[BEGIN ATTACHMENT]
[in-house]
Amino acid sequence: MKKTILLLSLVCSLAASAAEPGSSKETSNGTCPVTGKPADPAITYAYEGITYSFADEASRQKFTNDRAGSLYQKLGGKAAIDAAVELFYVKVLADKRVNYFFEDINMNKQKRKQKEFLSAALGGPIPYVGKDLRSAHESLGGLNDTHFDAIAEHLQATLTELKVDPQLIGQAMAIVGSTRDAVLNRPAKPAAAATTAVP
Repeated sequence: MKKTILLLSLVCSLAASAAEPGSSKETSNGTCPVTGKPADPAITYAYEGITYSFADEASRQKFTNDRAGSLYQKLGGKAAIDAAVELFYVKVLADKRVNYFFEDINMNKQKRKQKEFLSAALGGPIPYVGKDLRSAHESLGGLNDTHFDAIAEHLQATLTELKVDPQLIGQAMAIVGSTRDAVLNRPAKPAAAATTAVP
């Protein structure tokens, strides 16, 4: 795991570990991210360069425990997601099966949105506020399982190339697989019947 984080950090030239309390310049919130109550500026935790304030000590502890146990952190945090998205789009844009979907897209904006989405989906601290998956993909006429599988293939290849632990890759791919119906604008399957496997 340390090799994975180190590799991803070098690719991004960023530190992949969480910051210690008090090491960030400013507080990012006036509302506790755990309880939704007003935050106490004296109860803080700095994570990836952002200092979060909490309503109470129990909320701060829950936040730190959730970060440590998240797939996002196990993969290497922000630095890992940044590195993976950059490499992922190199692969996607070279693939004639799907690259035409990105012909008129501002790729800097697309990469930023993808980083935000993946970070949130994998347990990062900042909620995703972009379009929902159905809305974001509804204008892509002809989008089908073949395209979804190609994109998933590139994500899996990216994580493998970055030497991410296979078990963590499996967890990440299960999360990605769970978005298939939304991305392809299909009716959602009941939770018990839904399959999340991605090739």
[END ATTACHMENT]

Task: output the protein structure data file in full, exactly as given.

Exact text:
[in-house]
Amino acid sequence: MKKTILLLSLVCSLAASAAEPGSSKETSNGTCPVTGKPADPAITYAYEGITYSFADEASRQKFTNDRAGSLYQKLGGKAAIDAAVELFYVKVLADKRVNYFFEDINMNKQKRKQKEFLSAALGGPIPYVGKDLRSAHESLGGLNDTHFDAIAEHLQATLTELKVDPQLIGQAMAIVGSTRDAVLNRPAKPAAAATTAVP
Repeated sequence: MKKTILLLSLVCSLAASAAEPGSSKETSNGTCPVTGKPADPAITYAYEGITYSFADEASRQKFTNDRAGSLYQKLGGKAAIDAAVELFYVKVLADKRVNYFFEDINMNKQKRKQKEFLSAALGGPIPYVGKDLRSAHESLGGLNDTHFDAIAEHLQATLTELKVDPQLIGQAMAIVGSTRDAVLNRPAKPAAAATTAVP
């Protein structure tokens, strides 16, 4: 795991570990991210360069425990997601099966949105506020399982190339697989019947 984080950090030239309390310049919130109550500026935790304030000590502890146990952190945090998205789009844009979907897209904006989405989906601290998956993909006429599988293939290849632990890759791919119906604008399957496997 340390090799994975180190590799991803070098690719991004960023530190992949969480910051210690008090090491960030400013507080990012006036509302506790755990309880939704007003935050106490004296109860803080700095994570990836952002200092979060909490309503109470129990909320701060829950936040730190959730970060440590998240797939996002196990993969290497922000630095890992940044590195993976950059490499992922190199692969996607070279693939004639799907690259035409990105012909008129501002790729800097697309990469930023993808980083935000993946970070949130994998347990990062900042909620995703972009379009929902159905809305974001509804204008892509002809989008089908073949395209979804190609994109998933590139994500899996990216994580493998970055030497991410296979078990963590499996967890990440299960999360990605769970978005298939939304991305392809299909009716959602009941939770018990839904399959999340991605090739």